*Kenneth Kusmer, "The Underclass in Historical Perspective: Tramps and Vagrants in Urban America, 1870-1930," On Being Homeless: Historical Perspectives 1987

*Jacob Riis, How the Other Half Lives, pp. 32-50, 106-119, 187-197

*Michael Harrington, "Uprooted," chapter 5 in The New American Poverty, 1984

*"Recent Efforts to Address Homelessness," and "Recommendations for New Policy Initiatives and Agency Action Steps," in Priority: Home! The Federal Plan to Break the Cycle of Homelessness 1993, pp. 67-97

*Vicki Watson, "Responses by the States to Homelessness," in Jim Baumohl, ed., Homelessness in America, 1996

*Maria Foscarinis, "The Federal Response: The Stewart B. McKinney Homeless Assistance Act," in Jim Baumohl, ed., Homelessness in Amenca, 1996

*Homelessness in the Bay Area: Transform Basic Causes-Meet Human Needs, A Homebase Report, 1994 photocopies of articles from local newspapers (hand outs)

*Ken Libertoff, "The Runaway Child in American: A Social History," Journal of Family Issues, June 1980

*"Homeless Teenagers" and chapter on "Children" from the Stanford Study of Homeless Families, Children, and Youth (draft manuscript)

*Yvonne Rafferty, "Developmental and Educational Consequences of Homelessness on Children and Youth," in Julee Kryder-Coe, et al., Homeless Children and Youth

*Charles Murray, Losing Ground, 1984, chs. 16 & 17

*David Ellwood, "Values and The Helping Conundrums," Poor Support, 1988, ch. 2

*Williarn J. Wilson, "The Hidden Agenda," The Truly Disadvantaged, ch. 7

*Cushing Dolbeare, "Housing Policy: A General Consideration," in Jim Baumohl, ed., Homelessness in America, 1996

*Eric Lindblom, "Preventing Homelessness," in Jim Baumohl, ed., Homelessness in America, 1996

*Christopher Jencks, The Homeless, 1994, ch. 10 & 11

*Robert Coles, "Young Idealism," The Call to Service

WRITING ASSIGNMENTS
The following writing requirements are due on the first day of winter quarter examinations (March 17). The assignments should be turned into History Department staff who win place the papers in my mailbox (do not leave papers in the bins next to the History Dept. front office counter).

I. Internship Interim Rellort (required) – This report will describe your experiences during the first half of your internship placement. The report should include a brief description of the internship site, the services rendered, and the people served. The report should also describe your responsibilities as an intern as well as the problems and challenges you encountered during the first three months. The final section of the report (about 3-4 pages) should include a discussion of how your internship experiences related or did not relate to topics and issues raised in some of the required readings (be explicit about which readings). The report should be approximately 7 to 9 pages in length doubled spaced.

II. Personal Journals (required) – Each student will submit his/her journal with the internship interim report. I will return the journals to you at the beginning of spring quarter. Everyone is expected to make systematic, weekly entries into their joumals, recording the reflections on and descriptions of the internship experiences on an ongoing basis. The journals will be continued throughout the spring quarter. Please record your entries on a computer and submit the journal on a diskette with the file name and the software program indicated on the label. There is no prescribed format for the journal entries. The journals, first and foremost, serve as a record of your experiences at particular moments in time and are valuable documents that will capture your thoughts and reflections as the internship experience unfolds.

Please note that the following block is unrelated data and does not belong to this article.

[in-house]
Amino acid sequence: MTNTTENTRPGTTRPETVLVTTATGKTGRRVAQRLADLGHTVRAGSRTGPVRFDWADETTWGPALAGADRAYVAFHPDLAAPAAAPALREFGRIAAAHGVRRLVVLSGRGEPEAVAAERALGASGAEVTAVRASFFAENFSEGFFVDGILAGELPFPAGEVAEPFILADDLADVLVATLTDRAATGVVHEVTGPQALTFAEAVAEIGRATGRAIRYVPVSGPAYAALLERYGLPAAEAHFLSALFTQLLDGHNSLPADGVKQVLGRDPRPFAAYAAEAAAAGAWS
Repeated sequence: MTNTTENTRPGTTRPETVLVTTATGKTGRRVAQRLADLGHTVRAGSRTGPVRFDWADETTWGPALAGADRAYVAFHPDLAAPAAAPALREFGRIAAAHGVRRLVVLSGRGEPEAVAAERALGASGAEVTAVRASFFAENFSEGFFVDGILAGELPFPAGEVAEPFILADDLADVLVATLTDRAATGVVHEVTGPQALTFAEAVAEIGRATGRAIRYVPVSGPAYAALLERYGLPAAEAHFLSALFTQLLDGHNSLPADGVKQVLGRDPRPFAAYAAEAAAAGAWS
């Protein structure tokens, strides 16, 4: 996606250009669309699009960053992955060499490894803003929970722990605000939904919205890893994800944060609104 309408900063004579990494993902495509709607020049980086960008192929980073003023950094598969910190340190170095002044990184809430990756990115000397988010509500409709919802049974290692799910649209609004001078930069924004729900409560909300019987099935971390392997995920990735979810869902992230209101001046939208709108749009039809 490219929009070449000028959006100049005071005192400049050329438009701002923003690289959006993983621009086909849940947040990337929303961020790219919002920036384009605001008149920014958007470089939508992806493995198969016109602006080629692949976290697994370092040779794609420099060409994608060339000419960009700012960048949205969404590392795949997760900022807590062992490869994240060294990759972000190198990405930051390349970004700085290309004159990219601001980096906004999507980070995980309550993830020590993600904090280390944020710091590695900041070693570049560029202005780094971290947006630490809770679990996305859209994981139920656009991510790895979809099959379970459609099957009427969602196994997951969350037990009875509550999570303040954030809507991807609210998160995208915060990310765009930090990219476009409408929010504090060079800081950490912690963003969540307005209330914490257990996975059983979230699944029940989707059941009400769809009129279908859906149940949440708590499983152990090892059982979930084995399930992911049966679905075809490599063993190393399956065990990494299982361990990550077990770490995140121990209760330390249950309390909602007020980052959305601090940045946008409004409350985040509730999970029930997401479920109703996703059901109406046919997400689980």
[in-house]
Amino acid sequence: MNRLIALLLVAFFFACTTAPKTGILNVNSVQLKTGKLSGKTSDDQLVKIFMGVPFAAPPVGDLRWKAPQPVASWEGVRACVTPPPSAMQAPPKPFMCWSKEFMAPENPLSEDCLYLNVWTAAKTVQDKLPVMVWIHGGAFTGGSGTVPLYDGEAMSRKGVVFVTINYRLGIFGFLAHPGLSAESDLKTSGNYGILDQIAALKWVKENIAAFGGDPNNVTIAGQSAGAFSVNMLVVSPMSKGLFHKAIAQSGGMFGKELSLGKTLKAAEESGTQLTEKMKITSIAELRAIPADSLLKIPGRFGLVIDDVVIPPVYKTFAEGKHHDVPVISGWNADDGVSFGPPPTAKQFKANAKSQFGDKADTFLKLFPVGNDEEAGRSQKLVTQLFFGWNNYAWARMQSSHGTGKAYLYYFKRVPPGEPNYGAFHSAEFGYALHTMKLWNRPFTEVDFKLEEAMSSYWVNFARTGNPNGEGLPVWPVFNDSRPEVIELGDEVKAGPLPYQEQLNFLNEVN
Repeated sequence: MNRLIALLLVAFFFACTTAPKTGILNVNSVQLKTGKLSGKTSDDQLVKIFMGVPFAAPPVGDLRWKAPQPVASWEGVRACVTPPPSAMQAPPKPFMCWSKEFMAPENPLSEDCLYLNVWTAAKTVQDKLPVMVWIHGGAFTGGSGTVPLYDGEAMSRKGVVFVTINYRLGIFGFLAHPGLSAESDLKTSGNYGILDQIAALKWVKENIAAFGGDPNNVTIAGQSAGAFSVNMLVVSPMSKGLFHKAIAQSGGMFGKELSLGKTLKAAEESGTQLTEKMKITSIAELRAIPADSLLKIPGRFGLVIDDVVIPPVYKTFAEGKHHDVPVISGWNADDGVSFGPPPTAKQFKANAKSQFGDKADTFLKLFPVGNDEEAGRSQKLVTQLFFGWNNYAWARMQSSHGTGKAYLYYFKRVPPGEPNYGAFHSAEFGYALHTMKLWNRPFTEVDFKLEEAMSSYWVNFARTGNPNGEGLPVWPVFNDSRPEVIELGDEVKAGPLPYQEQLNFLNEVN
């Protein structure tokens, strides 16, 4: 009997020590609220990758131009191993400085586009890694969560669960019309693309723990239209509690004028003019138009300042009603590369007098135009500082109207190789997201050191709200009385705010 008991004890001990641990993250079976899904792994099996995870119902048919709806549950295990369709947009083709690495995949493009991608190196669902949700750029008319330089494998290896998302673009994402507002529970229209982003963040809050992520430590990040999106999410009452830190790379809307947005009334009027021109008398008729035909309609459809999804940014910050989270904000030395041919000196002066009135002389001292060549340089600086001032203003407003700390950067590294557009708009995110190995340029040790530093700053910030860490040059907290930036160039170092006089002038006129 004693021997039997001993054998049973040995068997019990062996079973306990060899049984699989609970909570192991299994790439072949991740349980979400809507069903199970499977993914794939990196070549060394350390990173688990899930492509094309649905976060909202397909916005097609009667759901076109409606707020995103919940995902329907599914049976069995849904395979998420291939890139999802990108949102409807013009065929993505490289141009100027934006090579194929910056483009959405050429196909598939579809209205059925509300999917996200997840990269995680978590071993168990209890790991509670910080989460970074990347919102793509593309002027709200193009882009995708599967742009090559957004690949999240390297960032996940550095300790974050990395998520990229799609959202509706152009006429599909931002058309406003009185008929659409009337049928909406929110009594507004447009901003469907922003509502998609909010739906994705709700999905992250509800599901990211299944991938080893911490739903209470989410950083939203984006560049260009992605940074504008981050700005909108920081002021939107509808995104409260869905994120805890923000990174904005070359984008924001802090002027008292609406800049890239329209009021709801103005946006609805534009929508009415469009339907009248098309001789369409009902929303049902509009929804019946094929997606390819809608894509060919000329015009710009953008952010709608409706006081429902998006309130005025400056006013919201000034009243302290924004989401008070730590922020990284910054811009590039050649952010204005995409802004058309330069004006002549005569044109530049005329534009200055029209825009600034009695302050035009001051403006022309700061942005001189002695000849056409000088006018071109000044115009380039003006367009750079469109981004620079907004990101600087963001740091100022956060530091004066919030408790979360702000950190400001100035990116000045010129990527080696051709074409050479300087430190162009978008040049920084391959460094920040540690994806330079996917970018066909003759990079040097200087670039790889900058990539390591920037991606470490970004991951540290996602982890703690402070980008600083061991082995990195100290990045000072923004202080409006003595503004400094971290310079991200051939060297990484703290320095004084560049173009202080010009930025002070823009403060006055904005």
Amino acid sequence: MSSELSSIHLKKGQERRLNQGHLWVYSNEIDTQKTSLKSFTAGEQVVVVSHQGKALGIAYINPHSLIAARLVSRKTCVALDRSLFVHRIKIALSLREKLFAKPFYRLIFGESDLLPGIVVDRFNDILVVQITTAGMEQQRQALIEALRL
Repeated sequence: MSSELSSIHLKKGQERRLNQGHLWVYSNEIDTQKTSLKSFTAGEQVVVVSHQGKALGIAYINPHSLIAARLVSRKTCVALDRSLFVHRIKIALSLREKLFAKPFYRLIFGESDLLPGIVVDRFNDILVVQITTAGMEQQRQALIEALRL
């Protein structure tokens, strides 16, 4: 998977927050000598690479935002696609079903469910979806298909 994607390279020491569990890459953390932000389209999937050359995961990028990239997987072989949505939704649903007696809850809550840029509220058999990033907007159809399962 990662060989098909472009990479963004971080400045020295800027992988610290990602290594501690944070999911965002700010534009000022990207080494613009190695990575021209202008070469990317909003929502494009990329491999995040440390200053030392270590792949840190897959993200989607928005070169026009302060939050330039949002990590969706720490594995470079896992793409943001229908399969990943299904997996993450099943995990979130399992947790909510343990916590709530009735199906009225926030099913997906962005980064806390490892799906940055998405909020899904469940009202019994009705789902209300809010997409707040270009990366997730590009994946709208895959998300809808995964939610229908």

III. Review of the Literature Essays
Those of you who opt for a letter grade in the course are required to write an essay of 8 to 10 pages in length drawing from selected required readings. You may choose to write your essay on ONE of the following questions.

1) Compare and contrast the experiences of poverty among selected individuals (two or three examples from each book will suffice) described in Kozol's RACHEL AND HER CHILDREN and in Liebow's TELL THEM WHO I AM. What are the critical factors which account for their poverty and homelessness? How different or similar are the lives of the people as portrayed in each book? Consider in your comparative analysis "structural" versus "individual" factors which may help explain their poverties.

2)Using the Michael Katz book, THE UNDESERVING POOR, as the backdrop for understanding the ideological and political debates over welfare reform since the 1960s, critique the policy-related conclusions offered by William J. Wilson and Charles Murray (chapters of their respective books are included in the course reader). Using two or more articles published in periodical literature regarding the federal government's recently revised welfare policies, suggest how the Wilsonian and Muffayian conceptions of poverty and welfare figure into the reformed welfare policies.

3) Among the many policies discussed by various authors (from the required reading lists of the course from weeks 4 and 8), identify what you consider the two most important policy directions that may help alleviate homelessness (and poverty). Explain why you selected these two policy areas over others.

I learned to expect more from higher education. Higher education institutions need to prepare young people to become active citizens, not just successful professionals."

-Summer Stowe-Johnson, Oklahoma State University, Campus Compact student leader